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Promised Land community honors its own with new school

Few people are more attached to their heritage than the Livseys and the Andersons of the Promised Land community in southeast Gwinnett County.

That's why a united "hooray" went up when the Gwinnett board of education voted unanimously this month to name the new school on Centerville Highway Anderson-Livsey Elementary. The action was the result of more than a year-long campaign to honor two of the county's pioneer black families.

It was also a course change from an earlier decision to name the school after longtime educator Grace Snell. The board voted instead to change the name of the new middle school in Snellville from Midway to Snell, thus accommodating all families.

"It honors an African-American family and community that has been a very stable and productive community in Gwinnett County," said Atlanta attorney Dwight L. Thomas, whose mother, Lois, was an Anderson. "It shows that Gwinnett County has thoroughly embraced diversity and progress."

Lois Thomas called the decision "wonderful" and "a milestone in many ways."

Her father, Thomas Mitchell Anderson, served for two decades as a trustee for the local Methodist church elementary where she attended. Her parents were so devoted to education, they bought a car so the children could attend Bruce Street School, also known as Lithonia High School for Negroes, where Lois graduated in 1946. Gwinnett County had no higher education opportunities for African-Americans at the time.

Both the Andersons and Livseys were neighbors on what was once the Promised Land plantation south of Snellville.

Purchased in 1820 by Thomas Maguire, the original 250-acre tract was the site of a plantation that grew to nearly 1,000 acres with 26 slaves.

Robert Livsey, whose ancestors worked the land, bought the property in the early 1920s, and it has become a point of pride among nearby residents for three generations.

"Our heritage is based on the black and white and Indian cultures," said Thomas Livsey, Robert's grandson and editor of Our Town, a publication covering Snellville and the surrounding area. "What's so important is that most of the people who come to Stone Mountain are Civil War buffs, and they would just die to be able to walk on an actual plantation. I could sell bags of dirt from the Promised Land for $20."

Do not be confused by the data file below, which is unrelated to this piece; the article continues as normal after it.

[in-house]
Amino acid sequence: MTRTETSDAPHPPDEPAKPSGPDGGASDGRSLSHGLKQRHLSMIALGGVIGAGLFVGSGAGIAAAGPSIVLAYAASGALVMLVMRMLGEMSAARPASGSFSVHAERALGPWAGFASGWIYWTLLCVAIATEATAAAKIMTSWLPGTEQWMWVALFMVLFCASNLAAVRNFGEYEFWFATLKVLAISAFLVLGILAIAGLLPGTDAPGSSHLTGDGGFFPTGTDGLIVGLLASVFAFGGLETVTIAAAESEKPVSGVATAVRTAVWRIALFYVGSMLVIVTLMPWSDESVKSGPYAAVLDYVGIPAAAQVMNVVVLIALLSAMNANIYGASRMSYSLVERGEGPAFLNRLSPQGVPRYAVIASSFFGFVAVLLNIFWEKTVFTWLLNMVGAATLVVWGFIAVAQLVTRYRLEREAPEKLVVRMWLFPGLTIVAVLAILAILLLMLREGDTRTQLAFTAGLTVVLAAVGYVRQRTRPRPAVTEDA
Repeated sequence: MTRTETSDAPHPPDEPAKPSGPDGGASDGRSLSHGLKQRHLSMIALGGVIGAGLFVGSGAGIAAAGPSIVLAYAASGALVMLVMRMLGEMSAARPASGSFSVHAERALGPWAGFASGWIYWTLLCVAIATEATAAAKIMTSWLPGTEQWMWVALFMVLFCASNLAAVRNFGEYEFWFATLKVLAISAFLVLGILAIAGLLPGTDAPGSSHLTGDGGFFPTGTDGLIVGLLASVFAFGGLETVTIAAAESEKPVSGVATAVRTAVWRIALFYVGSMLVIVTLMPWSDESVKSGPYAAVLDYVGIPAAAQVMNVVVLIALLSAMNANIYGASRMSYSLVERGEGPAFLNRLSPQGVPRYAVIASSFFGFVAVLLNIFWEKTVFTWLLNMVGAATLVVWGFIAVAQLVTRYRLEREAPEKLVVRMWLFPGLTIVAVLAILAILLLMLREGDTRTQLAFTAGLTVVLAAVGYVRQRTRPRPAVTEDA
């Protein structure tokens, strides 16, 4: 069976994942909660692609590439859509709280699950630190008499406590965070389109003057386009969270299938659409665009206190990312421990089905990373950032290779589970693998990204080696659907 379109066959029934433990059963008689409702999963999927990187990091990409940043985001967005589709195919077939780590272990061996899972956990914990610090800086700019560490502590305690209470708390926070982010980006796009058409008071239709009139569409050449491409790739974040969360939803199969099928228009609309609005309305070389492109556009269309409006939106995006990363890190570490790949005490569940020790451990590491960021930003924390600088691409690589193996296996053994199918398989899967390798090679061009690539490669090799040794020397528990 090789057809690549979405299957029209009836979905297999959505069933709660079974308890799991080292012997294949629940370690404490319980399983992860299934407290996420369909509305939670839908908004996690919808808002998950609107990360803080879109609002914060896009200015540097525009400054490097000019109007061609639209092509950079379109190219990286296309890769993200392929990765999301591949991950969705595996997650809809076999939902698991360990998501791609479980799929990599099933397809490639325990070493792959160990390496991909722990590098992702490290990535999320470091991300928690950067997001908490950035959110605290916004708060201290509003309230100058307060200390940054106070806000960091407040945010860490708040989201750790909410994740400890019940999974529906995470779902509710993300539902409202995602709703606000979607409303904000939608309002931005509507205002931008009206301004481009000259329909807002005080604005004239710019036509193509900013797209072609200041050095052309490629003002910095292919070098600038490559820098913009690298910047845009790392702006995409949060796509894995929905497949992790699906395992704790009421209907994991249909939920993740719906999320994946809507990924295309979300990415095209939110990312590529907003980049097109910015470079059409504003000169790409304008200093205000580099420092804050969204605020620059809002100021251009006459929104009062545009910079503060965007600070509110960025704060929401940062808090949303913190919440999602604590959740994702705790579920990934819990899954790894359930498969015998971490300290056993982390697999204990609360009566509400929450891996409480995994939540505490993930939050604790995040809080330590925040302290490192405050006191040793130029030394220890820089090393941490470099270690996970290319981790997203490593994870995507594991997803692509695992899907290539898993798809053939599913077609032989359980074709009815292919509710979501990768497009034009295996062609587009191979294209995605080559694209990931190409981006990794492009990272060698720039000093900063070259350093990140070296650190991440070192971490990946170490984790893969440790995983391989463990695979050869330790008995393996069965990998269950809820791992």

Thomas Livsey wants to promote the site for tourism and open it to educational tours. The goal, he said, would be to generate revenue to help preserve the last standing historic structures in the area.

Thomas' mother, Dorethia, said the campaign to get the school named after local families took two paths. She said her husband, Thomas, engaged residents by visiting door-to-door and by placing signs.

"He is the one who showed persistence and persevered with this endeavor," she said.

Dorethia worked within the school system. As a member of the human resources council for the past 11 years, Dorethia approached associate superintendent Frances Davis about the issue. And, after consulting with school superintendent Alvin Wilbanks, the school district decided to study the issue further.

School spokeswoman Sloan Roach said the board carried out its standard three-month process for naming schools, then decided to reconsider its decision after the superintendent realized the uniqueness of this situation.

"As we learned more about the Anderson and Livsey families and their historical significance to that community where the school would be...it became clear we should revisit the decision," she said. "Really, renaming the middle school in Mrs. Snell's honor is appropriate because she taught middle grades."

District officials met with members of the Snell, Anderson and Livsey families to reach the agreement.

"Really, this is a way for us to honor all of these great families," Roach said. "This change allows us to acknowledge the contributions of all three families and does so within the communities in which they lived."